When you decided to end your marriage, you may have felt certain about some things and a bit anxious or unsure about others. For instance, if you have children, you might immediately have begun thinking about their future—where they will live, whether you should share custody with your ex, etc., as well as their financial needs. While you may have felt certain that you want to file for a divorce in a North Carolina court, you may also have worried about the expense of it.
If finances are a primary concern of yours, you’ll be glad to know that there are alternatives available that enable you to secure a divorce without litigation, which is typically the most expensive path toward settlement. Both arbitration and mediation are often effective alternatives for spouses who are looking for the most economically feasible means for accomplishing their legal goals. It’s helpful to learn more about each alternative to determine which best fits your needs.
Alternative dispute resolution (ADR)
There’s a good chance that you and your spouse might disagree about issues that are relevant to settling your divorce. It’s not uncommon, for instance, for a pair of spouses to disagree about property division, child custody, issues concerning a family pet and many other things. Just because you disagree, however, doesn’t mean you have to go to court to resolve the issue. Alternative dispute resolution, such as arbitration or mediation, may work for you.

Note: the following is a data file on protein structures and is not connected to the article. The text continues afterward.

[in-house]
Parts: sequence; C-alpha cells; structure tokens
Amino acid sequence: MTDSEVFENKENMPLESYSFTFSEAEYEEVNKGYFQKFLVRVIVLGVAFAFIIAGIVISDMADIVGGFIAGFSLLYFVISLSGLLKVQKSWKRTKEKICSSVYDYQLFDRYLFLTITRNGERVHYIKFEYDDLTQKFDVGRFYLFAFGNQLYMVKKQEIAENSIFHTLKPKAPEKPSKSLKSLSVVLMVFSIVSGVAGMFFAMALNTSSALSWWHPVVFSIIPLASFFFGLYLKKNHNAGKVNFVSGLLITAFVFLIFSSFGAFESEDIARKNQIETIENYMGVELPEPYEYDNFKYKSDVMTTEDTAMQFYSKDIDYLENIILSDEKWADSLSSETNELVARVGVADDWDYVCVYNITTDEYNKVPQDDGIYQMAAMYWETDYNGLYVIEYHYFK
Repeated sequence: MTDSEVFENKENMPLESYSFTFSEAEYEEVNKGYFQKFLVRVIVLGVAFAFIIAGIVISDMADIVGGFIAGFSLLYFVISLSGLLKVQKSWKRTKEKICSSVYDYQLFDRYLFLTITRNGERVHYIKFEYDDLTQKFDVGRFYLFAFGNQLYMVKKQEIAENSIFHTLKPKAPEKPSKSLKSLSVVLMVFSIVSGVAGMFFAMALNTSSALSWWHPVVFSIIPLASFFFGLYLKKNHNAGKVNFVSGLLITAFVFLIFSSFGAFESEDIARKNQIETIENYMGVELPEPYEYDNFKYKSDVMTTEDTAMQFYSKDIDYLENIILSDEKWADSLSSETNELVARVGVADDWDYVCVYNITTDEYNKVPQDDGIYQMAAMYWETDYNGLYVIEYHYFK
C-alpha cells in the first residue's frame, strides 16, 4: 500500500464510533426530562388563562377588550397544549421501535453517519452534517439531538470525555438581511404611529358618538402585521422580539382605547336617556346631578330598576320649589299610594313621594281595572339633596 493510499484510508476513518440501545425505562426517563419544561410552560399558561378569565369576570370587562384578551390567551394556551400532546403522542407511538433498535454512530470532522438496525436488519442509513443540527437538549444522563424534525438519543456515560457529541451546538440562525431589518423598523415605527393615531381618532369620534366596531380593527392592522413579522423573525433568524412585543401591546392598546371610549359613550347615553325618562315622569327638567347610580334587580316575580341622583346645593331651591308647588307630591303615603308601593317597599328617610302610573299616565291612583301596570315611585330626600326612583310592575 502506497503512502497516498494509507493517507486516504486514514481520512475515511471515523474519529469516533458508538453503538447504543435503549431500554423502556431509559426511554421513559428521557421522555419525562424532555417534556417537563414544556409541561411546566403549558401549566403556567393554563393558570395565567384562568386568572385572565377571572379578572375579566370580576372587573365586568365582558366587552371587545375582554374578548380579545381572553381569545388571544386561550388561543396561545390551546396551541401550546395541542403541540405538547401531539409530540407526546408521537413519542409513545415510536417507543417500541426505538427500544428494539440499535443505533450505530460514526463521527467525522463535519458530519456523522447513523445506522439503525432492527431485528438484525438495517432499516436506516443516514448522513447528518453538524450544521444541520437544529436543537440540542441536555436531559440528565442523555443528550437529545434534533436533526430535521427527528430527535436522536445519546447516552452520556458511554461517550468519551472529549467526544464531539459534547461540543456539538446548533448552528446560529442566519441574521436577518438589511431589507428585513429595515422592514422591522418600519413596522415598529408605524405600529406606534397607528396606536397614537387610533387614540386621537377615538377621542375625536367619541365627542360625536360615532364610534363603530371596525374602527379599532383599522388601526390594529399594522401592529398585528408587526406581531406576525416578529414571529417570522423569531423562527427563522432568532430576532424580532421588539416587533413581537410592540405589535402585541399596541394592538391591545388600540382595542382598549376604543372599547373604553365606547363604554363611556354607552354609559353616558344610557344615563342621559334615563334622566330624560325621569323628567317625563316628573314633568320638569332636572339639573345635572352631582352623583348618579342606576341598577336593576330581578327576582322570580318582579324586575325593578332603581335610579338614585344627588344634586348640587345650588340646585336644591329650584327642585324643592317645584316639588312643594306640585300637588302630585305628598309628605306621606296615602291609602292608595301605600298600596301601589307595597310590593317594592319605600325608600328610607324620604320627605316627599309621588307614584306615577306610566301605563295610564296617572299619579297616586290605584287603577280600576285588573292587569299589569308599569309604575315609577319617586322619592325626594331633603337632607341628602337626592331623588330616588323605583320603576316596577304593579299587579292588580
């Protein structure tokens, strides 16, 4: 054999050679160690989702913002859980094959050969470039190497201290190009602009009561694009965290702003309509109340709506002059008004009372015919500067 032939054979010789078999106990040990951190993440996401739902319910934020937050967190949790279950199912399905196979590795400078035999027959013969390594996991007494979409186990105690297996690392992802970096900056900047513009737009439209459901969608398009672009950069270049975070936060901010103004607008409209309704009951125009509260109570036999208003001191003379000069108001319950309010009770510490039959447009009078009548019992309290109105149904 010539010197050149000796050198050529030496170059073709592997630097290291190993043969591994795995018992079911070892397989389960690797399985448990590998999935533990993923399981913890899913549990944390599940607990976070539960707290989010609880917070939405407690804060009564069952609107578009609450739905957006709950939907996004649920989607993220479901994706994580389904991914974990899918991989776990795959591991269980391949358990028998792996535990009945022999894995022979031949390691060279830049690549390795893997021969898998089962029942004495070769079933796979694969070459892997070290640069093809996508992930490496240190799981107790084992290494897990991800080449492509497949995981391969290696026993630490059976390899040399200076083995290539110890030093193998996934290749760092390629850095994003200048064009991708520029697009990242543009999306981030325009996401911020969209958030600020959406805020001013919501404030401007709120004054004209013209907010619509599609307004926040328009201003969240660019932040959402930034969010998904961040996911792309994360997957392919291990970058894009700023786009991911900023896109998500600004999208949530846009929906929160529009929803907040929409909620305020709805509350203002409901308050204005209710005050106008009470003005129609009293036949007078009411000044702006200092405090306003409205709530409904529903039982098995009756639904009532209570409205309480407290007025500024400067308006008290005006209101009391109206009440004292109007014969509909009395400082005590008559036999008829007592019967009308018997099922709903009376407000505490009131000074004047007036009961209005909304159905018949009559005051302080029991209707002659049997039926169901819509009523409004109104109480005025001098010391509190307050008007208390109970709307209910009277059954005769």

ADR is typically a less expensive way to settle a divorce. Such options also focus on non-confrontational discussion, as opposed to litigation, which is often more stressful and not always peaceful. There are several key differences between arbitration and mediation.
Mediation is the least expensive and takes less time
Mediation may be a viable option for you if you and your former partner get along well enough to discuss important matters and work together to resolve differences without emotional outbursts or arguments. This form of ADR usually takes less time and costs less than other divorce settlement processes.
One of the main differences between mediation and arbitration (or litigation) is that it is not legally binding unless you request a consent order from the court. A neutral party is present for mediation sessions, helping to facilitate discussion and keeping things on track. A mediator guides both parties but does not make decisions on their behalf.
Arbitration allows for judgments
Because spouses themselves are the ones making all the decisions in a mediated divorce, there are no legal judgments being made. In this way, arbitration is more like litigation in that it is legally binding without a consent order and allows judgments to be made by the arbitrator. To understand an arbitrator’s role in a divorce settlement, you can think of this person as a private judge, although a person fulfilling this role does not necessarily have to be an actual judge.
You might agree to have an accountant or attorney act as an arbitrator in your divorce. There are others who can carry out the duty as well. While mediation is basically discussion sessions where you and your ex share your needs and opinions to resolve all issues and agree on a settlement, arbitration is more like litigation in that you each can present evidence and enlist support from witnesses.
Arbitration and mediation are both private matters
If you enter litigation to settle a divorce, all proceedings are a matter of public record. In addition to saving time and money, one of the benefits of ADR is that both arbitration and mediation are private processes. Therefore, if you wish to maintain confidentiality regarding your settlement, ADR might be a better choice for you than settling your divorce in a North Carolina courtroom.